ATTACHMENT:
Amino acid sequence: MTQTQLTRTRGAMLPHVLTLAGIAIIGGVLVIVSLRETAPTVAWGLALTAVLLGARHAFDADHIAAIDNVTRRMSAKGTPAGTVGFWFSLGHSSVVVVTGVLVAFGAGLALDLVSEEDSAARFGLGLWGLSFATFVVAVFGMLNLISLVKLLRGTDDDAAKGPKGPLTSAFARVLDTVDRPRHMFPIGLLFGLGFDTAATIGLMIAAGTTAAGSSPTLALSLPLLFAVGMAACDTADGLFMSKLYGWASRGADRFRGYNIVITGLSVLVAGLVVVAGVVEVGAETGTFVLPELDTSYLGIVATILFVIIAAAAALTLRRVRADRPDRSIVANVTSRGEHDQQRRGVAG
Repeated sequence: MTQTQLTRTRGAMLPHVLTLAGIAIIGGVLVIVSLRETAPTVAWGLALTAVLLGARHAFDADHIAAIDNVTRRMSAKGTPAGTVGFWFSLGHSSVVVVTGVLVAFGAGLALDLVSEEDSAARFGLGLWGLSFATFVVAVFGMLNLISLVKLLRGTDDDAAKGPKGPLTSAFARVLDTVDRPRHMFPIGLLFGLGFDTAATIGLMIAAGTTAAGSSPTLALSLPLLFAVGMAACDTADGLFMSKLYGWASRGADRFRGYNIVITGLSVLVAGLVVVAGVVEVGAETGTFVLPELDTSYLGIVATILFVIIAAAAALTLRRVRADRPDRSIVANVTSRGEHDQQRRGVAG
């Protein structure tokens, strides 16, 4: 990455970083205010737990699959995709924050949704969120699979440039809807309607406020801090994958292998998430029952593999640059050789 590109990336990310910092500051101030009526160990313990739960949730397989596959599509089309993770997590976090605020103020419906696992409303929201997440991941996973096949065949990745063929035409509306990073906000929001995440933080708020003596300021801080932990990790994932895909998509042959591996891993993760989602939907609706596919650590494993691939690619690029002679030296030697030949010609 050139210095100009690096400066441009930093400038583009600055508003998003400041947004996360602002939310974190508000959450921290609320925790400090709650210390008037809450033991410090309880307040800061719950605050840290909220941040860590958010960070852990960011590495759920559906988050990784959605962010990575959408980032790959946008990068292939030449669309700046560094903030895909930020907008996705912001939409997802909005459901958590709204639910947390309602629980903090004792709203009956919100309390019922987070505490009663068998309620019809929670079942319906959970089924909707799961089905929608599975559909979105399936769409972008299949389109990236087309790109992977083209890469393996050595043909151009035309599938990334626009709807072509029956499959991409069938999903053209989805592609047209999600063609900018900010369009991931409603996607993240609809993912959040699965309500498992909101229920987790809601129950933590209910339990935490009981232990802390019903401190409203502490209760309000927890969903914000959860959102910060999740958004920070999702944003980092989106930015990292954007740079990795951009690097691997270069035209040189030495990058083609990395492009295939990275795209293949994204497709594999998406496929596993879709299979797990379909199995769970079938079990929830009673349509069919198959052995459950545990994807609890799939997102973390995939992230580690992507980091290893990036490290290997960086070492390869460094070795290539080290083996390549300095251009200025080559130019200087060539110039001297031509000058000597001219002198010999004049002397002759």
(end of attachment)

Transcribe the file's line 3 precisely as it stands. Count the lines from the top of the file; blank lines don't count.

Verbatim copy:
């Protein structure tokens, strides 16, 4: 990455970083205010737990699959995709924050949704969120699979440039809807309607406020801090994958292998998430029952593999640059050789 590109990336990310910092500051101030009526160990313990739960949730397989596959599509089309993770997590976090605020103020419906696992409303929201997440991941996973096949065949990745063929035409509306990073906000929001995440933080708020003596300021801080932990990790994932895909998509042959591996891993993760989602939907609706596919650590494993691939690619690029002679030296030697030949010609 050139210095100009690096400066441009930093400038583009600055508003998003400041947004996360602002939310974190508000959450921290609320925790400090709650210390008037809450033991410090309880307040800061719950605050840290909220941040860590958010960070852990960011590495759920559906988050990784959605962010990575959408980032790959946008990068292939030449669309700046560094903030895909930020907008996705912001939409997802909005459901958590709204639910947390309602629980903090004792709203009956919100309390019922987070505490009663068998309620019809929670079942319906959970089924909707799961089905929608599975559909979105399936769409972008299949389109990236087309790109992977083209890469393996050595043909151009035309599938990334626009709807072509029956499959991409069938999903053209989805592609047209999600063609900018900010369009991931409603996607993240609809993912959040699965309500498992909101229920987790809601129950933590209910339990935490009981232990802390019903401190409203502490209760309000927890969903914000959860959102910060999740958004920070999702944003980092989106930015990292954007740079990795951009690097691997270069035209040189030495990058083609990395492009295939990275795209293949994204497709594999998406496929596993879709299979797990379909199995769970079938079990929830009673349509069919198959052995459950545990994807609890799939997102973390995939992230580690992507980091290893990036490290290997960086070492390869460094070795290539080290083996390549300095251009200025080559130019200087060539110039001297031509000058000597001219002198010999004049002397002759």